Veteran recalls his time in Gen. Patton's division

Photo by Casey Dixon

Photo by Casey Dixon

ALBANY, Ga. -- While Nelson Hudgins fought courageously in the foxholes of World War II, nowadays the 92-year-old Army veteran spends part of his time battling the family's dog, Sophie.

The springer spaniel keeps Hudgins on his toes by digging up the veteran's garden crops.

"She tore up my squash, so I had to move my other vegetables to the front porch to keep them safe," Hudgins said while sitting on a rocking chair in front of his home in Patmos.

According to the veteran, minor spats with the family's Fido is nothing compared to his experience as part of an armored division under Gen. George S. Patton during World War II.

A life-long farmer, Hudgins remarked that the devastation of the war was far removed from the peaceful nature of life in his home in Milford.

The veteran said he was drafted into service in January 1942. Hudgins said before being drafted he had gone to trade school to learn mechanics and to be a gunsmith -- skills that he put to use while serving during the war. Hudgins said he trained other soldiers in how to operate the guns of fighter planes and warships.

"That was right down my alley. They had to have somebody that was crazy and had no sense," said the veteran.

Hudgins said he was deployed overseas and assigned to man the machine guns when U.S. forces took a beating during the Battle of the Bulge. The veteran was part of Patton's army that was sent to relieve the overwhelmed Americans during the Siege of Bastogne.

"On Jan. 8, 1944, I landed on the shore of Bastogne, Belgium, and never stopped," Hudgins said.

During his time in Germany, Hudgins witnessed several bloody battles and many deaths.

"We had resistance all the time. Some people think (war stories) are like fairy tales -- they're not. You have a free country, and some people don't realize it ... what it took to get it that way," said Hudgins.

The 92-year-old was the only survivor of his unit during two separate campaigns. Hudgins said he remembers well the clashes along the Siegfriend Line near Aachen, Germany in 1944, where an estimated 24,000 troops were killed in action in the heavily wooded area.

Despite his division engaging in constant conflict with enemy forces, Hudgins said somehow he was never critically wounded.

"I just never got hit," the veteran shrugged. "I don't know how or why, but I was never wounded too bad."

There were close calls, though.

Hudgins, an Army machine gunner during the war, said while firing on enemy forces during one engagement he came eerily close to death.

The World War II veteran said that during combat gunners were prime targets for enemy fire, so moving to different locations was necessary for survival.

"I had moved my machine gun, and a bazooka went off right where I had been," said Hudgins.

While in Germany in April 1945, the then-25-year-old soldier was present when the Allied Forces liberated the Buchenwald concentration camp. Buchenwald was the first Nazi labor camp to be liberated by U.S. troops and was the camp where Holocaust survivor and Nobel Laureate Elie Wiesel was incarcerated during the war. It is estimated that more than 56,000 deaths, including that of Wiesel's father, occurred at Buchenwald.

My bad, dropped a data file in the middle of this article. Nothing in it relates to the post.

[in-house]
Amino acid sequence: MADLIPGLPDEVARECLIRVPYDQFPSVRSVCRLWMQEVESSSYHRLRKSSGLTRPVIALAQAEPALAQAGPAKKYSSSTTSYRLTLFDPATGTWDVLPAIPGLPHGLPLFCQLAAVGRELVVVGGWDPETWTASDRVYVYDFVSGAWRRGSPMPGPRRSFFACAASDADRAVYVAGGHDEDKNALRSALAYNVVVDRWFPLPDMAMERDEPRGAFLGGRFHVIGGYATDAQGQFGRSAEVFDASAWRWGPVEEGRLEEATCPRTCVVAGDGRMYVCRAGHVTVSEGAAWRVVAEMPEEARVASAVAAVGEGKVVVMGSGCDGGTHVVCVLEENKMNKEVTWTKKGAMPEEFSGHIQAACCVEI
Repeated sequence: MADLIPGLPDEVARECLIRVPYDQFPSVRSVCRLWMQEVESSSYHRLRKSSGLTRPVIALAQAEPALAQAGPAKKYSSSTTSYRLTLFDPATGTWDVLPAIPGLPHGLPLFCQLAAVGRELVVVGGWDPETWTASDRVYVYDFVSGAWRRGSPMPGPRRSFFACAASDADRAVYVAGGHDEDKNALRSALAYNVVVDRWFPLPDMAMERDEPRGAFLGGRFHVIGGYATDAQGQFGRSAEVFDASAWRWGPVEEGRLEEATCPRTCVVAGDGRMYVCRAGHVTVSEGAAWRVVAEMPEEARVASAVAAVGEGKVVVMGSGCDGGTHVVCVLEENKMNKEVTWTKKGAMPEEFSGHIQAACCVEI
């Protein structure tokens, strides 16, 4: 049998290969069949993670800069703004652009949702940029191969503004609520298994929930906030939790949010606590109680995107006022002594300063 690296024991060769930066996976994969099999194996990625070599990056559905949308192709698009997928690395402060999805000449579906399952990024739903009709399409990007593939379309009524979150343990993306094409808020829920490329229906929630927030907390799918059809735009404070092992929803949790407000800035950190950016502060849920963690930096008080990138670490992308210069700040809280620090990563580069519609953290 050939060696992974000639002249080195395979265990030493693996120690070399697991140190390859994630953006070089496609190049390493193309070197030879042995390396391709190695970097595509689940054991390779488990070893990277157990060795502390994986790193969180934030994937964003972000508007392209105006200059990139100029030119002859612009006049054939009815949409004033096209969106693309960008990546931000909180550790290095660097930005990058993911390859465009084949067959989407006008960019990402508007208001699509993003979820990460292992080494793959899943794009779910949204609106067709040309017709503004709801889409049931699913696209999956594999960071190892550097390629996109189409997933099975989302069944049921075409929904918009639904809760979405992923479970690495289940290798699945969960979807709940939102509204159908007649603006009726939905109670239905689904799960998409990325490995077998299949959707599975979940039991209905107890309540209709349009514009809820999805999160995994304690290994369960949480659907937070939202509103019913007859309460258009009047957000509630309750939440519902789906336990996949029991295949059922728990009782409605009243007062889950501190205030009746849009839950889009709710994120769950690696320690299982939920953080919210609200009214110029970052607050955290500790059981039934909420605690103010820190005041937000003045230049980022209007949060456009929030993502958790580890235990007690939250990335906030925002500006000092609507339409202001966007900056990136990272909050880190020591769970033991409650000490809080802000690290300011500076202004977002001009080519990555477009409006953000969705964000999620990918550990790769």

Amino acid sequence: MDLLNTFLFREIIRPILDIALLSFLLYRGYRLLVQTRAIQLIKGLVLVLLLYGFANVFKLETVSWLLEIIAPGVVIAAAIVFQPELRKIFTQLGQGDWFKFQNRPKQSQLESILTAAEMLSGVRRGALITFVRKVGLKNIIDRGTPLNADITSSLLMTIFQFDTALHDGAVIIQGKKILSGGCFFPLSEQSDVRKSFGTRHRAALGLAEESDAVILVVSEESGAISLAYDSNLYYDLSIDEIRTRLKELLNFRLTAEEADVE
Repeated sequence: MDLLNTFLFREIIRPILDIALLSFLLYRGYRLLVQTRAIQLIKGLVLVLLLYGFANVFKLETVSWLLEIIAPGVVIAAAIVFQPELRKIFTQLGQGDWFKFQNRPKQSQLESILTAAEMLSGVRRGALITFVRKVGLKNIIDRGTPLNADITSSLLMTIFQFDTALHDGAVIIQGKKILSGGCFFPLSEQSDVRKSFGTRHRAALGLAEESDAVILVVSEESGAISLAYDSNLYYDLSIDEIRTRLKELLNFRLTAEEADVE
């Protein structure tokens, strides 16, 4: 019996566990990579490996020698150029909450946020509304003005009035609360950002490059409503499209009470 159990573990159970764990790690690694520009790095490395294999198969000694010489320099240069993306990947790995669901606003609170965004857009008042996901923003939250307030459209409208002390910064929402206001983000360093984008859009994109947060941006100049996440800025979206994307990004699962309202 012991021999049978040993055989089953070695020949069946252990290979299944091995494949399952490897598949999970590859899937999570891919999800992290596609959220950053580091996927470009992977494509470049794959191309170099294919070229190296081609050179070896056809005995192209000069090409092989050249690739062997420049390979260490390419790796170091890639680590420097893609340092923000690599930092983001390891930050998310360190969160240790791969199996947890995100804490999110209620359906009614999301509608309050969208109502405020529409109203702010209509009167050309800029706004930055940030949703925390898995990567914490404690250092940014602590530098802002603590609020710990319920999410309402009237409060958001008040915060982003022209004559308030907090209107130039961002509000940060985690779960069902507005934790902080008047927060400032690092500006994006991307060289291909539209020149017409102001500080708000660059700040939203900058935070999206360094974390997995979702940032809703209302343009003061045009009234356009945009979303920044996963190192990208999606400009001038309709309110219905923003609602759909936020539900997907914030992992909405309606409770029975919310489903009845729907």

"It was terrible," said Hudgins recalling the sight of the concentration camp. "They had carts stacked full of skin and bones. They were just stacked on top of each other."

While Hudgins was part of "Blood and Guts" Patton's troops, the veteran said he never laid eyes on the famed general.

"He was always behind us," he quipped.

Hudgins recalled a very integral moment during the war when his division crossed the Ludendorff Bridge at Remagen in March 1945. Ludendorff was the last intact bridge over the Rhine River during the battle for the Rhineland.

"(German forces) tried to bomb the bridge to keep us out, but it didn't work," Hudgins said. "When we crossed, they tried to bomb the bridge out behind us, but they couldn't do it again."

At the time, the capture of the bridge at Remagen was considered a significant Allied victory, often referred to as the "Miracle of Remagen".

Hudgins said the devastation of war was apparent in the German towns that had been consumed and reduced to rubble during combat.

"You could hardly tell the name of the town you went through because there was no town left. Everything was bombed out and torn up," he said.

While steadily marching through the German towns, Hudgins said many of the local German people showed kindness to the U.S. troops.

"The German people treated you real nice. I believe we liberated about 40 percent of Germans and conquered 60 percent. I think a lot of them knew we were doing good," said Hudgins.

During a very emotional moment, the veteran recalled the end of the war and the sight he saw in France on his way back to his home in Milford.

"I saw all of my buddies along the road in graves. Just rows and rows of them. Forty-three thousand didn't get back home," said Hudgins.

The veteran said after three years of fighting, the sight of the Statue of Liberty on Liberty Island in New York Harbor was a welcome sight.

"You can't explain it," Hudgins said of how he felt when he saw Lady Liberty.

After returning to his hometown, Hudgins said he became a member of the Milford Baptist Church, of which he remains a member to this day. Also after returning home, Hudgins said he married his late wife, Ollie Mae, who had waited for him to return home from overseas.